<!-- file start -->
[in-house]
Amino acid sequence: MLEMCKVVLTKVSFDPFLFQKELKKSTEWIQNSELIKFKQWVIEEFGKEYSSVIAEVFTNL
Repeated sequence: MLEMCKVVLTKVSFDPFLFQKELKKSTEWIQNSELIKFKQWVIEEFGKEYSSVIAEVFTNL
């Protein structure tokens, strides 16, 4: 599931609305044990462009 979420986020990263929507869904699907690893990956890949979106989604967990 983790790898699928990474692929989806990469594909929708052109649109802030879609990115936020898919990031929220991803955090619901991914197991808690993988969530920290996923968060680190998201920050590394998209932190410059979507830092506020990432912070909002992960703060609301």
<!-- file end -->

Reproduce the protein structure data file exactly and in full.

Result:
[in-house]
Amino acid sequence: MLEMCKVVLTKVSFDPFLFQKELKKSTEWIQNSELIKFKQWVIEEFGKEYSSVIAEVFTNL
Repeated sequence: MLEMCKVVLTKVSFDPFLFQKELKKSTEWIQNSELIKFKQWVIEEFGKEYSSVIAEVFTNL
């Protein structure tokens, strides 16, 4: 599931609305044990462009 979420986020990263929507869904699907690893990956890949979106989604967990 983790790898699928990474692929989806990469594909929708052109649109802030879609990115936020898919990031929220991803955090619901991914197991808690993988969530920290996923968060680190998201920050590394998209932190410059979507830092506020990432912070909002992960703060609301």